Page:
Smartphones – once the preserve for geeky first adopters – are now the norm. You notice the change on the street, on television and now with such traditional research firms as Gartner. Sales of smartphones in the second quarter reached 51.8 percent, compared to an astounding 21 percent decline in feature phones, or dumb phones as they’re also called, according to the researcher. At the same time, the Asia/Pacific region marked the highest smartphone growth, reaching to 74 percent…
The move to smartphones from dumb phones was also marked by a changing of the guards: Microsoft replaced BlackBerry as the No. 3 smartphone OS make (hardly a surprise). At the same time, Nokia – once the king of basic cell phones – is having a tough go as its once secure markets are eaten by flagging interest in feature phones and the growing dominance of Android smartphones.
Apple’s iPhone and iOS remain the No. 2 smartphone brand and its mobile operating system, Gartner said. However, the company’s marketshare is slipping as consumers wait for a new product and Android solidifies its lead. Samsung’s marketshare rose to 31.7 percent of smartphone sales and Google’s Android now holds 79 percent of the smartphone OS market.
Mockup via Martin Hajek.
Along with numbers showing smartphone sales now lead feature phones, Gartner shows unit sales of iPhones growing, yet marketshare falling during the second quarter of 2013. As for the rumored iPhone 5C, that device could even surpass the iPhone 4’s ability to depress the average selling price of Apple’s handset.
“While Apple’s [Average Selling Price] demonstrates the need for a new flagship model, it is risky for Apple to introduce a new lower-price model too,” said Anshul Gupta, principal research analyst for Gartner.
The iPhone 5C, a plastic handset many believe Apple will introduce during a September 10 event, is expected to cost between $300-$350. Gupta believes the 5C has a “much greater” chance of reducing the iPhone’s average selling price than even the heavily discounted iPhone 4.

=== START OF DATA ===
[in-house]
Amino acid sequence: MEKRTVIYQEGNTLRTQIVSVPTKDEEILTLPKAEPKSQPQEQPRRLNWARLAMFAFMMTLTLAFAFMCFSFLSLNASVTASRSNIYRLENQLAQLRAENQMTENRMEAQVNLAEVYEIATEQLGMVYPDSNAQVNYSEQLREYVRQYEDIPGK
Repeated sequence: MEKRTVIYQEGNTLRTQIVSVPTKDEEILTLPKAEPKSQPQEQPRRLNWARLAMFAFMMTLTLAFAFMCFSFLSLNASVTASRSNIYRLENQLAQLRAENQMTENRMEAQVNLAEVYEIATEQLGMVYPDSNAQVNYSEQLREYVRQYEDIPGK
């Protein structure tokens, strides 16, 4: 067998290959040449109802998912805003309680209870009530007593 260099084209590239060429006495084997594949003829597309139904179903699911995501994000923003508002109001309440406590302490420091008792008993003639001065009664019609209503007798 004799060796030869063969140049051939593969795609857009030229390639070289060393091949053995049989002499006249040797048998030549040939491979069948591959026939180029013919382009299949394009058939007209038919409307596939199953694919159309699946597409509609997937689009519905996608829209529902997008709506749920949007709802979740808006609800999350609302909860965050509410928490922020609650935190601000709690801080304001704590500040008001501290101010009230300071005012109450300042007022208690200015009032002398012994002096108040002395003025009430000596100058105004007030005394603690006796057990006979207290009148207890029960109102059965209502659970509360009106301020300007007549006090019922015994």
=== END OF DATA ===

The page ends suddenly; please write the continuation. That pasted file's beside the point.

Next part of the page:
Although the possible new lower-priced device may be priced similarly to the iPhone 4 at $300 to $400, the potential for cannibalization will be much greater than what is seen today with the iPhone 4.
Despite the low-end label, the 5C would carry the same marketing weight as any newly-announced Apple product.
What sort of bite could the iPhone 5C take from the rumored iPhone 5S, the full-featured smartphone Apple is also expected to unveil in September?
Although the iPhone 5 was Apple’s most popular handset to date, strong sales of the iPhone 4 drove down the average selling price of the newer iPhone to the lowest point seen since the handset’s 2007 launch, according to the analyst.
The impact of higher sales can also be seen in Gartner’s figures which showed iPhone sales grew to nearly 32 million handsets during the second quarter, up from about 29 million during the same time in 2012. Despite the growth in sales, marketshare fell to 14.2 percent, down from 18.8 percent for the same period last year.
Otherwise, Gartner Wednesday confirmed what we already knew: Samsung is the No. 1 smartphone, its ranking bolstered by sales of low-end handsets. For the South Korean conglomerate to continue growing, it “will be critical for Samsung to step up its game in the mid-tier and also be more aggressive in emerging markets.”
That advise comes as smartphone growth slows in mature markets, such as the US and Western Europe and climbs in regions such as Asia/Pacific, which registered a 74.1 percent increase during the second-quarter.
Additionally, smartphone makers who cut their teeth on high-end markets can’t go slumming when it comes to chasing mid-tier customers. Not only do Apple and Samsung see the mid-tier as a base for expansion, but low-end smartphone makers in China and India also view the middle as an area where they can grab more customers.
One surprising finding of the Gartner report: Microsoft has dethroned BlackBerry as the No. 3 smartphone operating system.
While the Windows giant has only 3.3 percent of the smartphone OS market – compared to 79 percent and 14.2 percent for Android and iOS, respectively – it is an advance from the 2.6 percent the software maker held during the second quarter of 2012.
However, to continue that upward movement, Microsoft needs to continue its attempts at attracting app developers to its mobile platform, according to Gartner.